projects where she'd test the photographic medium, learning the rules just so she
could break them.
All innovation, she believes, begins with the crucial step of challenging a commonly
held belief—whether that's stretching the confines of the photographic print or
mentioning "art" and "business" in the same sentence.
Like the landscapes she photographs, her work comprises subtle layers. She
discovered a process to treat nontraditional surfaces, including the nonporous
surface of metal, so that they can receive archival pigment inks printed from an ink
jet printer. She then prints her photographs on steel, manipulating each piece of
metal independently to ensure that each piece is original.
She then takes her artwork directly to the public, often bypassing the institution of
galleries and dealers to reach an audience beyond those walls. Selling her work at art
fairs from Oregon to Florida has allowed her to increase her exposure, her audience,
and her market demand. Despite the economic climate of the last couple of years,
Dahlquist has continually increased sales each year.
Finalist Innovation In Arts
Principal: Lisa Lala
Pay off parking tickets. Start a family charitable foundation. Stop biting my nails. Die
on my own terms. Download better music.
These, and thousands more, are the scribbled goals that make up Lisa Lala's List Wall Project.
Originating in Kansas City in 2009, the List Wall Project is a conceptual art
installation that invites the public to submit anonymous, handwritten lists of their
goals. It has toured nationally since February 2010, chronicling in small notes what
people from all walks of life want to accomplish and offering a very human glimpse
of what is on the hearts and minds of our communities.
While there are no direct sales from this project, it has pushed people to commit and
complete their goals—and has brought people into the galleries it inhabits. The first
gallery that showcased the list, the Blue Gallery in Kansas City, nearly tripled its foot
traffic and saw its best February for sales in 10 years of business.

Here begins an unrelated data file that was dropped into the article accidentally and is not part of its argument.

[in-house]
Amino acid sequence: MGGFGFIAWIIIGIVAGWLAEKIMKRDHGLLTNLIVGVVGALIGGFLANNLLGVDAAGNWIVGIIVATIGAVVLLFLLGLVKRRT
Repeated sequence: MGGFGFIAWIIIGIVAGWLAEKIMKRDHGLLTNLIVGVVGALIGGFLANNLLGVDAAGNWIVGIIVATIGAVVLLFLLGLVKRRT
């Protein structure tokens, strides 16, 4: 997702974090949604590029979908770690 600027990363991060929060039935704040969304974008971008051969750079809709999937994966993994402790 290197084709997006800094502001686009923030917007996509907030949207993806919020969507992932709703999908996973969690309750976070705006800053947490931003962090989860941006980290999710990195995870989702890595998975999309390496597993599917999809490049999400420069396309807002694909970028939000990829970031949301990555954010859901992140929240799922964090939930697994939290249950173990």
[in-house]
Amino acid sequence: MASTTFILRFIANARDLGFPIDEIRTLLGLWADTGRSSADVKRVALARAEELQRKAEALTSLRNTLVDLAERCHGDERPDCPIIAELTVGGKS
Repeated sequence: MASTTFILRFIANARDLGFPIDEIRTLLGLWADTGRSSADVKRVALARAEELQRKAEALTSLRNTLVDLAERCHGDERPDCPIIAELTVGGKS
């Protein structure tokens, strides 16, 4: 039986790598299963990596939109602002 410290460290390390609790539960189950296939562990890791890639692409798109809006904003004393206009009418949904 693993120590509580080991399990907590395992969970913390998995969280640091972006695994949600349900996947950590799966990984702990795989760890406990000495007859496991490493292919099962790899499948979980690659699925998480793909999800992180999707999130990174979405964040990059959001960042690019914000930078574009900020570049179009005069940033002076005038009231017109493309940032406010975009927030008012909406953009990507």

Lala founded her own studio in 2004. Since then, she's exhibited her work
locally at the Plaza Art Fair and Blue Gallery and nationally at Strecker-Nelson Gallery
in Kansas; Marion Meyer Gallery in California; Pryor Fine Art in Georgia; and the
Soapbox and the Krause Galleries, both in New York.
Finalist Innovation In Arts
Principals: Caleb Taylor, Nicole Mauser, Amy Kligman, Misha Kligman, and Cory Imig
PLUG Projects was formed in early 2011 by five Kansas City artists. A fresh gallery
with a fresh perspective, PLUG is not only a curatorial collaboration between these
artists, it's way to enrich and expand conversations about art.
PLUG renovated its West Bottoms location to house both a 350-square-foot
exhibition space and individual artists studios. Exhibitions will feature nationally
recognized artists from outside of Kansas City and give exposure to less visible talent
from within the region.
Between exhibitions, PLUG will use the empty gallery walls to host a "Critique Night
Series" led by critic Blair Schulman, along with a small rotating panel of established
writers, curators, and artists from the community.
Its website, too, is a curatorial extension of the project space. It will include a news
feed, archive of artists and programming, and curatorial blog. In its blog, PLUG will
feature other artists whose work relates to that on view, critical writing and resources
that connect with the exhibition themes, and online satellite exhibitions curated by
international guest curators. The blog will serve as an entry point to PLUG's artists
and projects as it extends the conversation beyond the physical gallery space.
PLUG is a for-profit business. It funded its first year of programming from grants,
direct fundraising using Kickstarter, and rent from resident artists.